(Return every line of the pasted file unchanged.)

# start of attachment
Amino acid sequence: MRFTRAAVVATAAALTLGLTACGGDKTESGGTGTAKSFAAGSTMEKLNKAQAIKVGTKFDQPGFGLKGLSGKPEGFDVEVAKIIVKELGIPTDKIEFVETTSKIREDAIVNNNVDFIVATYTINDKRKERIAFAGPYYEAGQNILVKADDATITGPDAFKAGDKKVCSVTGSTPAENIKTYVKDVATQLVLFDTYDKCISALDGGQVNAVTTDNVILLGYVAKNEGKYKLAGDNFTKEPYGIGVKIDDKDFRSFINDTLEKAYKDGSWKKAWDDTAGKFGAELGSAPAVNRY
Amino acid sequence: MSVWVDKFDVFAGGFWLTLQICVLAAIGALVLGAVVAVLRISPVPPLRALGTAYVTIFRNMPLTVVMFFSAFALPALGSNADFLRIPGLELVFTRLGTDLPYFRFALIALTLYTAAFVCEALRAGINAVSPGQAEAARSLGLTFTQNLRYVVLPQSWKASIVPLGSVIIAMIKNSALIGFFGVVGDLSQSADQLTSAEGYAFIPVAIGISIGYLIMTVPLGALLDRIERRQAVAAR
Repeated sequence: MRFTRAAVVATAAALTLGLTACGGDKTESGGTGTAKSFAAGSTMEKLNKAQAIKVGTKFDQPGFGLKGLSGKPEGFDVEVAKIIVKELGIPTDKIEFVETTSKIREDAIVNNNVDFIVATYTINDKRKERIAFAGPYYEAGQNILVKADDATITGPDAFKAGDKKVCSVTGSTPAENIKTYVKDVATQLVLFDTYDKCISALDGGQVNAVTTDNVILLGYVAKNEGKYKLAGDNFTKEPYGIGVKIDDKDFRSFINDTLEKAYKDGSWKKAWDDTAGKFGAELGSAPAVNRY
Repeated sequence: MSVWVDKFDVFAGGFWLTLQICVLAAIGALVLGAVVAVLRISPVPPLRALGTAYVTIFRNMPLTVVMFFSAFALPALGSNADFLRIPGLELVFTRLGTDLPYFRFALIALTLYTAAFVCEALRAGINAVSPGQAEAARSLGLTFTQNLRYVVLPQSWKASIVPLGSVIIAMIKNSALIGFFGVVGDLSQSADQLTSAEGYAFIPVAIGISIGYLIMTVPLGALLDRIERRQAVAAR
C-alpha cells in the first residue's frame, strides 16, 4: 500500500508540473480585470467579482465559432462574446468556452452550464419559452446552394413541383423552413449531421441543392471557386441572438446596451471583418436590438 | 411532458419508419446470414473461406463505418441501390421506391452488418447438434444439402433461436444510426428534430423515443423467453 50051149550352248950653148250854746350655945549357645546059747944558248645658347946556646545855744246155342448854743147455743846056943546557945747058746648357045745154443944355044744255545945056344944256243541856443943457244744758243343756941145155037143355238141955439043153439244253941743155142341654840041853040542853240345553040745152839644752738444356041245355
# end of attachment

Amino acid sequence: MRFTRAAVVATAAALTLGLTACGGDKTESGGTGTAKSFAAGSTMEKLNKAQAIKVGTKFDQPGFGLKGLSGKPEGFDVEVAKIIVKELGIPTDKIEFVETTSKIREDAIVNNNVDFIVATYTINDKRKERIAFAGPYYEAGQNILVKADDATITGPDAFKAGDKKVCSVTGSTPAENIKTYVKDVATQLVLFDTYDKCISALDGGQVNAVTTDNVILLGYVAKNEGKYKLAGDNFTKEPYGIGVKIDDKDFRSFINDTLEKAYKDGSWKKAWDDTAGKFGAELGSAPAVNRY
Amino acid sequence: MSVWVDKFDVFAGGFWLTLQICVLAAIGALVLGAVVAVLRISPVPPLRALGTAYVTIFRNMPLTVVMFFSAFALPALGSNADFLRIPGLELVFTRLGTDLPYFRFALIALTLYTAAFVCEALRAGINAVSPGQAEAARSLGLTFTQNLRYVVLPQSWKASIVPLGSVIIAMIKNSALIGFFGVVGDLSQSADQLTSAEGYAFIPVAIGISIGYLIMTVPLGALLDRIERRQAVAAR
Repeated sequence: MRFTRAAVVATAAALTLGLTACGGDKTESGGTGTAKSFAAGSTMEKLNKAQAIKVGTKFDQPGFGLKGLSGKPEGFDVEVAKIIVKELGIPTDKIEFVETTSKIREDAIVNNNVDFIVATYTINDKRKERIAFAGPYYEAGQNILVKADDATITGPDAFKAGDKKVCSVTGSTPAENIKTYVKDVATQLVLFDTYDKCISALDGGQVNAVTTDNVILLGYVAKNEGKYKLAGDNFTKEPYGIGVKIDDKDFRSFINDTLEKAYKDGSWKKAWDDTAGKFGAELGSAPAVNRY
Repeated sequence: MSVWVDKFDVFAGGFWLTLQICVLAAIGALVLGAVVAVLRISPVPPLRALGTAYVTIFRNMPLTVVMFFSAFALPALGSNADFLRIPGLELVFTRLGTDLPYFRFALIALTLYTAAFVCEALRAGINAVSPGQAEAARSLGLTFTQNLRYVVLPQSWKASIVPLGSVIIAMIKNSALIGFFGVVGDLSQSADQLTSAEGYAFIPVAIGISIGYLIMTVPLGALLDRIERRQAVAAR
C-alpha cells in the first residue's frame, strides 16, 4: 500500500508540473480585470467579482465559432462574446468556452452550464419559452446552394413541383423552413449531421441543392471557386441572438446596451471583418436590438 | 411532458419508419446470414473461406463505418441501390421506391452488418447438434444439402433461436444510426428534430423515443423467453 50051149550352248950653148250854746350655945549357645546059747944558248645658347946556646545855744246155342448854743147455743846056943546557945747058746648357045745154443944355044744255545945056344944256243541856443943457244744758243343756941145155037143355238141955439043153439244253941743155142341654840041853040542853240345553040745152839644752738444356041245355